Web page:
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DEPE | Post-doctoral Fellowships » Socio-genetics of communal breeding, alternative reproductive tactics and (...)

Socio-genetics of communal breeding, alternative reproductive tactics and mate choice in female striped mice

Dernière mise à jour : lundi 12 septembre 2016, par Nicolas Busser

Opportunity : This is a great opportunity to analyses 10 years of pedigree data of a free ranging population of a sociable mammal, with information of 8-12 groups per year and nearly 3000 individuals being genotyped. This should lead to several publications in high ranking journals.

Project : We study the evolutionary and ecological reasons of group living, cooperative breeding, alternative reproductive tactics, mate guarding and mate choice in the striped mouse. Interesting research questions that can be studied with the database include : Influence of genetic relatedness on communal breeding ; fitness consequences of female alternative reproductive tactics ; fitness consequences (male and female) of monogamous versus polygynous breeding ; mate choice of solitary breeding females versus females associated to a breeding male : mate guarding and multiple paternities. The applicant can also develop other and additional research questions.

What kind of people are needed ? Applicants must have a strong background in behavioural ecology and evolutionary biology and be very proficient with statistical analysis in R. A background in genotyping is beneficial, but all samples have already been analysed. Important is a very strong academic background and publication list. Per year of PhD studies, at least one paper must have been published, and per year of postdoc at least two papers. These must include some papers in high ranking journals such as Proceedings of the Royal Society of London, Molecular Ecology, Journal of Animal Ecology, or similar.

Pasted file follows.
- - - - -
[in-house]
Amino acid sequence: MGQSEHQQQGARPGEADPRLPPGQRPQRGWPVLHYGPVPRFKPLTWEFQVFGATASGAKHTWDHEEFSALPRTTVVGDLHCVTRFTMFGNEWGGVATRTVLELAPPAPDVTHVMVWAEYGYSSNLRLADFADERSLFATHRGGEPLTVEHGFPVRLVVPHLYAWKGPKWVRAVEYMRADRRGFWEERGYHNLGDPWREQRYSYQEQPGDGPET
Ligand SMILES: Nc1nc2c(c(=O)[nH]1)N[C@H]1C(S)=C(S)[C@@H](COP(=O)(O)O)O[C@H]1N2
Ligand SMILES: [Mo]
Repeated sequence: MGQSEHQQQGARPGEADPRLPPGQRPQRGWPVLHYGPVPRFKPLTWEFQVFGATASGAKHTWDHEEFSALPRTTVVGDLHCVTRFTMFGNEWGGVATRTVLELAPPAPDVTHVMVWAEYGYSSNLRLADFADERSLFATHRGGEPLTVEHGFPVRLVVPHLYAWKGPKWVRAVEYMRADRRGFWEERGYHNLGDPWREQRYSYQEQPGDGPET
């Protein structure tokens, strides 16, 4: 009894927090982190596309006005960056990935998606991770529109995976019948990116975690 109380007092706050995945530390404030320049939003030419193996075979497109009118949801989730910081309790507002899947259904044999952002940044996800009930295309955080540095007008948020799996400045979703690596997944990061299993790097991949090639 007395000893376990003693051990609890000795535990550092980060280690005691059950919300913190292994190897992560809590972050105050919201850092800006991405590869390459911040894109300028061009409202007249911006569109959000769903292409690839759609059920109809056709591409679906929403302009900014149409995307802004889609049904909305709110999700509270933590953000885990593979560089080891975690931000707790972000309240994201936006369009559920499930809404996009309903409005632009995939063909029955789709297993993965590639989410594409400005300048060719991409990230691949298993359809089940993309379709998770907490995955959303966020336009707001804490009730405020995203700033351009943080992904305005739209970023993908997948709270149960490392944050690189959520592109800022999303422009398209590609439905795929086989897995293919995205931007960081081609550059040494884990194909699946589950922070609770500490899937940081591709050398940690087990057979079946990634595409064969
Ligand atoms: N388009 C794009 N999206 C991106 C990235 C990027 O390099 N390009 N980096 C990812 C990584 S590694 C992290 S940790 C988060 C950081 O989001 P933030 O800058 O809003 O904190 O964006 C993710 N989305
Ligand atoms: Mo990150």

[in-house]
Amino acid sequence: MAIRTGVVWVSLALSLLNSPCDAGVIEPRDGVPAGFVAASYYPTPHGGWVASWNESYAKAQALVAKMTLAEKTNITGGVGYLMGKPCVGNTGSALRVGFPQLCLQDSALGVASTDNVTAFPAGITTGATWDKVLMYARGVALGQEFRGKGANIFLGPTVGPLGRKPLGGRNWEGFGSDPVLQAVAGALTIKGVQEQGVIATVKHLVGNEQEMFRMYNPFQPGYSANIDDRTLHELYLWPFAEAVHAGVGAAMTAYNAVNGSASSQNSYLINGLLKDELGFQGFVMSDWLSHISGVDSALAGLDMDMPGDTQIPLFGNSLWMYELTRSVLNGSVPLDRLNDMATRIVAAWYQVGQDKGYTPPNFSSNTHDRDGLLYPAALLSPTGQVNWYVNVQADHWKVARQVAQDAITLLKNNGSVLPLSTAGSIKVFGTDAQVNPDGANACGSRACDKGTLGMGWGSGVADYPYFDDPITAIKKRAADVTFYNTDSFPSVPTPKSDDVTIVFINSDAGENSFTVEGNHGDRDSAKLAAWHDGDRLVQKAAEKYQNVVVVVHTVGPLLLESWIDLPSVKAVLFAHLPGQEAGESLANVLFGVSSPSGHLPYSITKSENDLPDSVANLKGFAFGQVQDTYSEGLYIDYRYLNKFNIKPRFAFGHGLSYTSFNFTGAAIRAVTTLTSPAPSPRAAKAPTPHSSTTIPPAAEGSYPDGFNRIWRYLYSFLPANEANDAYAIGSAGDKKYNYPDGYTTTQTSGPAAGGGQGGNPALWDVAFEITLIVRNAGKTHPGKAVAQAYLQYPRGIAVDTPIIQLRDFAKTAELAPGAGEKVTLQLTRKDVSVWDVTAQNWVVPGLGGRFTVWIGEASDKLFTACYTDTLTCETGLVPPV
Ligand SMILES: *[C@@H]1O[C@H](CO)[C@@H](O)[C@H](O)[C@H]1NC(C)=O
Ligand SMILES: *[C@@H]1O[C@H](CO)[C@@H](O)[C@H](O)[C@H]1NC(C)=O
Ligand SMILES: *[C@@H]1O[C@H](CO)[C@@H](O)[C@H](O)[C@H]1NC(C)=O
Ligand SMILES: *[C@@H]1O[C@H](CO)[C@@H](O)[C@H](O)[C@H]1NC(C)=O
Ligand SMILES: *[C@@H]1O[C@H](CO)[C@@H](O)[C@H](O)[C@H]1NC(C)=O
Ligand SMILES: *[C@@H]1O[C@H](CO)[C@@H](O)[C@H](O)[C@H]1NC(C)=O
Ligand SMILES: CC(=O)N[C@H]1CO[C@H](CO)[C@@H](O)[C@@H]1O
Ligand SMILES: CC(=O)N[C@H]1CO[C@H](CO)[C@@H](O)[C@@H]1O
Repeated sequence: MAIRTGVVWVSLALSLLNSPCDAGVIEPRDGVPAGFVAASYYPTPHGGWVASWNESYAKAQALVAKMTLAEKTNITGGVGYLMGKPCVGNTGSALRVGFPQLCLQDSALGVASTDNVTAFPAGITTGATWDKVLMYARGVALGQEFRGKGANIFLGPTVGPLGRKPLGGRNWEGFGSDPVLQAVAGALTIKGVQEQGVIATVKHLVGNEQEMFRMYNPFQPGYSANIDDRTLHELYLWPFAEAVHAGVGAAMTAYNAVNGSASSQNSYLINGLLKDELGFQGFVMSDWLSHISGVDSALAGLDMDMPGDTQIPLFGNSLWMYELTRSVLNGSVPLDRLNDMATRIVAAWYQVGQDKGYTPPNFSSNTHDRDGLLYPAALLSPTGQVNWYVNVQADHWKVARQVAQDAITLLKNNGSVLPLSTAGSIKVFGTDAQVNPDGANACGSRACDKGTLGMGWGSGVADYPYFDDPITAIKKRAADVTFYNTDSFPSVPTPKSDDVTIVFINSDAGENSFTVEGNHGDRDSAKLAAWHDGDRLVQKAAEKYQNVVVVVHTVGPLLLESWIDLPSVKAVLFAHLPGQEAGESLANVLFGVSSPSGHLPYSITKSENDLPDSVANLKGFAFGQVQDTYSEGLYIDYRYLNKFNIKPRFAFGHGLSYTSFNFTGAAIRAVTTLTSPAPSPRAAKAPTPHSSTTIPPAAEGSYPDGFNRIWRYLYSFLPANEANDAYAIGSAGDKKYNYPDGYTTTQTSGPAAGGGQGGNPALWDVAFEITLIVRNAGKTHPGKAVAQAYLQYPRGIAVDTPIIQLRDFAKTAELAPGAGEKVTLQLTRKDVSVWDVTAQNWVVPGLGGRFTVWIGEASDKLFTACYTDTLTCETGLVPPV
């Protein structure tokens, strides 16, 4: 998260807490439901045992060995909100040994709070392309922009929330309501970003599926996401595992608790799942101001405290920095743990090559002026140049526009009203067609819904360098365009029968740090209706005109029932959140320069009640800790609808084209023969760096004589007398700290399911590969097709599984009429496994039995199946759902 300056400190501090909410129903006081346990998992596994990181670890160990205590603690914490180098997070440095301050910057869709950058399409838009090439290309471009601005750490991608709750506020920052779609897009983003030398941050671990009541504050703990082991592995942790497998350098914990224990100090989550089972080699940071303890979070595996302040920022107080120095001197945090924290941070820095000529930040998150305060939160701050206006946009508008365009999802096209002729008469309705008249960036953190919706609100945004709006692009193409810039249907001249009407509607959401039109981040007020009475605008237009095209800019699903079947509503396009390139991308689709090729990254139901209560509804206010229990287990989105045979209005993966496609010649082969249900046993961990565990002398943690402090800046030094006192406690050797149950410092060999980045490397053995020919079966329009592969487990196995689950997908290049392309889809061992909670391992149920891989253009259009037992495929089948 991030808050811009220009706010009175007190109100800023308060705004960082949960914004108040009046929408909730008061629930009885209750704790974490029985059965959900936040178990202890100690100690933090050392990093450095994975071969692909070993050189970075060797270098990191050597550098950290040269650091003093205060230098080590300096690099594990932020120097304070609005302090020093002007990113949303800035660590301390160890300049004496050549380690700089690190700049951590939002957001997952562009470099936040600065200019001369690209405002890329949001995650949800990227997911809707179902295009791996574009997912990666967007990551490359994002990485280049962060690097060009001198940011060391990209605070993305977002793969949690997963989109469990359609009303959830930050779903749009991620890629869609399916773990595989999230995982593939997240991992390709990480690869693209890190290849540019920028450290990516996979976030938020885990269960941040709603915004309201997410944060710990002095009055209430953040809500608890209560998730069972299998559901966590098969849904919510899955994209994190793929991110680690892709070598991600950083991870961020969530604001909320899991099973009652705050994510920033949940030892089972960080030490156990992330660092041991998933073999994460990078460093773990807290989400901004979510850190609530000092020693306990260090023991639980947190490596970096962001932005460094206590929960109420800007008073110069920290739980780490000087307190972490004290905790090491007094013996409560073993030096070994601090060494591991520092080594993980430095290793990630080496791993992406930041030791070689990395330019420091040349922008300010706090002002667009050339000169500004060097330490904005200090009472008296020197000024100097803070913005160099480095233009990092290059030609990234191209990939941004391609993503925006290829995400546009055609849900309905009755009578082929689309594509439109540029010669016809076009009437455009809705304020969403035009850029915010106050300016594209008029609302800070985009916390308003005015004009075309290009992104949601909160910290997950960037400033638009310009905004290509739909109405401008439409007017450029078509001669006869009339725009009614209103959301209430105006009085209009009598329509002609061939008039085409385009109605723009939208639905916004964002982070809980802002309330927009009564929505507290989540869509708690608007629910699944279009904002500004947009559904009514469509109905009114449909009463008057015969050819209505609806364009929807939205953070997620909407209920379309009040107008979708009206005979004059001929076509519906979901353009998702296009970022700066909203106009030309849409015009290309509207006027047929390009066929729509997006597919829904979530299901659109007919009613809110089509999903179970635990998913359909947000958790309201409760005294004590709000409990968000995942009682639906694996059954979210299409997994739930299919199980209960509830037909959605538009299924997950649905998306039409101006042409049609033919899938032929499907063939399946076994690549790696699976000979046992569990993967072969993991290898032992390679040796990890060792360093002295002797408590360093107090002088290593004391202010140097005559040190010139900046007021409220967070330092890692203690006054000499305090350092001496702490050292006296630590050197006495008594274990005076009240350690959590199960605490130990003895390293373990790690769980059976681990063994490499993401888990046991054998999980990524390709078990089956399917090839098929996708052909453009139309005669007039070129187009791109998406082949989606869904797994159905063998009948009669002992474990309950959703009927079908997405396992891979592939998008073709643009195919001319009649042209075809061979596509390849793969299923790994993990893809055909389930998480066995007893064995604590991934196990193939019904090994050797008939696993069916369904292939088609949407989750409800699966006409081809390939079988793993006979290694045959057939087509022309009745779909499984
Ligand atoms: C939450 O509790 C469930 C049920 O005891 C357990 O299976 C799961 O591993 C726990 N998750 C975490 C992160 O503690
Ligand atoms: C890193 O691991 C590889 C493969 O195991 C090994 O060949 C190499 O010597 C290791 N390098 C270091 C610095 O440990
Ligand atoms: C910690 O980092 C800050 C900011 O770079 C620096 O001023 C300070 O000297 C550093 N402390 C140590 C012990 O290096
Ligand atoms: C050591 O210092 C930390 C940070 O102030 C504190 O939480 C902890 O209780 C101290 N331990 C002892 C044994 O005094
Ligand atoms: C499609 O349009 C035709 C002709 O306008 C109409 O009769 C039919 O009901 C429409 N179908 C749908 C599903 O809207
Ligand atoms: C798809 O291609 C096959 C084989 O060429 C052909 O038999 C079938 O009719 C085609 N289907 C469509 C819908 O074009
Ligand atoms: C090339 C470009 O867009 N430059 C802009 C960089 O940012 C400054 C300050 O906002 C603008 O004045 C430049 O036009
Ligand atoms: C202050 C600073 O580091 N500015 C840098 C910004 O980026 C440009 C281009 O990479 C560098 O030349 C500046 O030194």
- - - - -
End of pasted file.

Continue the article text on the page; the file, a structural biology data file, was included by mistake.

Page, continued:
Work : The postdoc is expected to spend one season (approx. Aug-Nov) in the field in South Africa to learn field techniques and the structure of the databases providing information on social and reproductive tactics, and to learn about the natural behavior. Otherwise the postdoc will be based in Strasbourg at the CNRS, IPHC, Department of Ecology, Physiology, and Animal Behavior (DEPE). The working language at the DEPE is English. While knowledge of French is of benefit, it is not necessary (the PI of the project cannot speak French !).

Collaborations : This project is a collaboration between the DEPE-CNRS in Strasbourg (Dr. Carsten Schradin), where the postdoc will be based, the University of Zurich (Dr. Anna Lindholm, Switzerland), where genetic analyses have been conducted, and the Succulent Karoo Research Station in South Africa (Dr. Carsten Schradin), where samples and data have been collected.

Funding application : We are looking for somebody who is willing to apply for a Marie Curie fellowship (or a similar postdoc funding schema) to work on this project.
Support for application : Scientific advice on the project proposal will be given by Dr. Carsten Schradin. The University of Strasbourg as well as the CNRS support applicants in preparing their proposals for a Marie Curie Fellowship.

Deadline : The deadline to apply for a Marie Curie Fellowships is the
How to apply ? If you are interested, send a short motivation letter, your CV, and contact details of a minimum of 2 referees to You can also contact me for any questions at this email address.

Key references
Schradin, C., A. K. Lindholm, J. Johannesen, I. Schoepf, C.-H. Yuen, B. König, and N. Pillay. 2012. Social flexibility and social evolution in mammals : a case study of the African striped mouse (Rhabdomys pumilio). Molecular Ecology 21:541-553.
Schradin, C., and A. K. Lindholm. 2011. Relative fitness of alternative male reproductive tactics in a mammal varies between years. Journal of Animal Ecology 80:908-917.
Schradin, C., C. Schneider, and A. Lindholm. 2010. The nasty neighbour in the striped mouse (Rhabdomys pumilio) steals paternity and elicits aggression. Frontiers in Zoology 7:19.
Hill, D. L., N. Pillay, and C. Schradin. 2015. Alternative reproductive tactics in female striped mice : heavier females are more likely to breed solitarily than communally. Journal of Animal Ecology 84:1497-1508.

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